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Michael, i'm new to Charcoal Grilling, i'm not aware of the method you speak of. I have always just soaked the charcoal with fluid, let it sit for like 15 mins, and lit it up and waited until the coals got gray and the fire had died down and then grilled.

Can you clarify this concept to me friend?

"Use a spatula to turn your burgers and turn them perpendicular to the way the grill runs ... this will keep the edges from getting caught between the grill elements ... tongs or a fork are more likely to break your burgers."


btw - what do you think about letting your grill get hot and then scrubbing with an onion until clean?

also, what do you think is the max thickness you should have on charcoal grilled burgers? are 6oz patties ok?

Cheers.
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Old 10-11-2007, 04:53 PM   #4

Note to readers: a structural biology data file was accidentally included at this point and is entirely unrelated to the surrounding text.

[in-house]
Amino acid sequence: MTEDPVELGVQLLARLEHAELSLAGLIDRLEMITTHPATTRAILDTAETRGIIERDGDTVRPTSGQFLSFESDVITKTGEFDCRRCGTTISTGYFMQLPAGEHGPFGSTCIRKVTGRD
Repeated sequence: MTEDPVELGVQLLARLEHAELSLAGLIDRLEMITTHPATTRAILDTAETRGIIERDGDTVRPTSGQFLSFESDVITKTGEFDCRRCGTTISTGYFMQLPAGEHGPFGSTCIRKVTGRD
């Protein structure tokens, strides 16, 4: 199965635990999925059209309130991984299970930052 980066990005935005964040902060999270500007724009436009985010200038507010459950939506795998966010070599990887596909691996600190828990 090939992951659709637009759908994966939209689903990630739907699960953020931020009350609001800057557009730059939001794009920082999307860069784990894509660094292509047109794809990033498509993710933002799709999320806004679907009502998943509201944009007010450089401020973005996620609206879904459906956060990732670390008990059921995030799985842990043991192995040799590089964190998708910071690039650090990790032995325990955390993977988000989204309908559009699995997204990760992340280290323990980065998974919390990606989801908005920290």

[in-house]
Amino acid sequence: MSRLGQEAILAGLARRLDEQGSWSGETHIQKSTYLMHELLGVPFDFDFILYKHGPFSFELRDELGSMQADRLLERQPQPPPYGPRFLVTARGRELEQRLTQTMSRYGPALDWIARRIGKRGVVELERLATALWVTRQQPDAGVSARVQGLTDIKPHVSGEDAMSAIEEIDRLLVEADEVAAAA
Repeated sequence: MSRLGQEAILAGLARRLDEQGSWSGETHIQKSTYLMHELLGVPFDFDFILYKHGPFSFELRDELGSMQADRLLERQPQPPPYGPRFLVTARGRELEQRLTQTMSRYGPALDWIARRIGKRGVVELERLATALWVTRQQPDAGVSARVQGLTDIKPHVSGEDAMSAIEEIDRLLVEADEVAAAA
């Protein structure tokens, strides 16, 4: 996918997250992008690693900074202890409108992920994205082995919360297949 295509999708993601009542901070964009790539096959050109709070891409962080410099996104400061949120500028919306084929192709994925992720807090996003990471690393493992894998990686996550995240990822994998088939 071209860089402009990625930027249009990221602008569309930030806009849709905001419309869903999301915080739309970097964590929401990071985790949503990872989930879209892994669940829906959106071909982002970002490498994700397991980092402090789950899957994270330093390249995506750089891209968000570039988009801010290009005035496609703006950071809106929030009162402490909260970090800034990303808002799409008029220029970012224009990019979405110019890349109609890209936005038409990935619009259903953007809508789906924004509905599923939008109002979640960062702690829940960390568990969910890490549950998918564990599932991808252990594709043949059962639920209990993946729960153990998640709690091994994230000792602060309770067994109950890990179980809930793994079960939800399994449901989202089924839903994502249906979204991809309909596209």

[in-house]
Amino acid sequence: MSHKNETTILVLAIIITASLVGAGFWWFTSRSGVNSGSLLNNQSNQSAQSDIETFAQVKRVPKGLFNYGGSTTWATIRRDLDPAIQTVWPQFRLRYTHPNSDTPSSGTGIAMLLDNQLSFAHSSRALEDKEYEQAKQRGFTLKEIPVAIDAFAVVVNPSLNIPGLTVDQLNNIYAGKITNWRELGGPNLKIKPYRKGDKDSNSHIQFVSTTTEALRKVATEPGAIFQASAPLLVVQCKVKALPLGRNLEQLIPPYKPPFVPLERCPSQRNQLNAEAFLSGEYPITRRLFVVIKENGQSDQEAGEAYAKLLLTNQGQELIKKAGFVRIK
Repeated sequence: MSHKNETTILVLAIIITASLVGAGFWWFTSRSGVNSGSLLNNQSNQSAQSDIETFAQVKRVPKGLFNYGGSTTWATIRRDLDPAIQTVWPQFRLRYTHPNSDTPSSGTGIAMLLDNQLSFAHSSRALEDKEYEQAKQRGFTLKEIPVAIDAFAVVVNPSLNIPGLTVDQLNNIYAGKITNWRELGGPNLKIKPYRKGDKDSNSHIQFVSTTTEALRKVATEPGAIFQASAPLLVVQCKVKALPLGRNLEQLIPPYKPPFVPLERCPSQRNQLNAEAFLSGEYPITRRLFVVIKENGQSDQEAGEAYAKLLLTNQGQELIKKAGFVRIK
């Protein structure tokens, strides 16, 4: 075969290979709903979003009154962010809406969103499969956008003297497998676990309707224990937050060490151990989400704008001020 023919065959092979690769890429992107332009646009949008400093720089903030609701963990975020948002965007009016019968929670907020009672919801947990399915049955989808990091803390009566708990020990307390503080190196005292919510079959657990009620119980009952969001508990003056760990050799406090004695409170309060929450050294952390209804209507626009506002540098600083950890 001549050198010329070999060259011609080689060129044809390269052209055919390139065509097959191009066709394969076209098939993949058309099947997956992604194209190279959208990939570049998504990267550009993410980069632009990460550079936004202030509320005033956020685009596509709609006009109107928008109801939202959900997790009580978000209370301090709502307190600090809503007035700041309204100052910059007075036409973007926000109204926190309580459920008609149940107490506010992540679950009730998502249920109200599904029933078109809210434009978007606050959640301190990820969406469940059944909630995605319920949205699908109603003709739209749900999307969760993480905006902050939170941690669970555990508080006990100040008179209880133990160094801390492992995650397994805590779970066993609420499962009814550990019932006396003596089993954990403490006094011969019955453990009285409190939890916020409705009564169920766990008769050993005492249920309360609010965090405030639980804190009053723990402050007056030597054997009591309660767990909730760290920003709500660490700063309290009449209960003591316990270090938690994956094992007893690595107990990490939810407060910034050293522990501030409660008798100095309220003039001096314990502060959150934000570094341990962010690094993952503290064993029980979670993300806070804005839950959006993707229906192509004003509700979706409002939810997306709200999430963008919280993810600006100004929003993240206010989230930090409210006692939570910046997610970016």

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What kind of grill are you using? You say charcoal, so is it a Weber kettle or another domed type grill? The design of the dome grills prohibit flare ups while the lid is on.

If it is a square type grill, or an open pit, youíre likely to have some problems with fatty meat like burgers and chicken quarters.

For you patties, just work them really well so that the meat is pressed together good. You donít want to be able to see the individual shreds of meat, but instead want a homogeneous patty. If itís loose and you can see the individual strands, itís liable to break apart.

Donít worry about greasing the grate. When your coals are ready, spread them and put the grate on and allow it to heat for 5 or so minutes. Drop the patties on the hot grate, and then cover the grill. A good sear and the fat from the burgers will cause them to naturally release when they are ready to flip......about 5 minutes of cooking.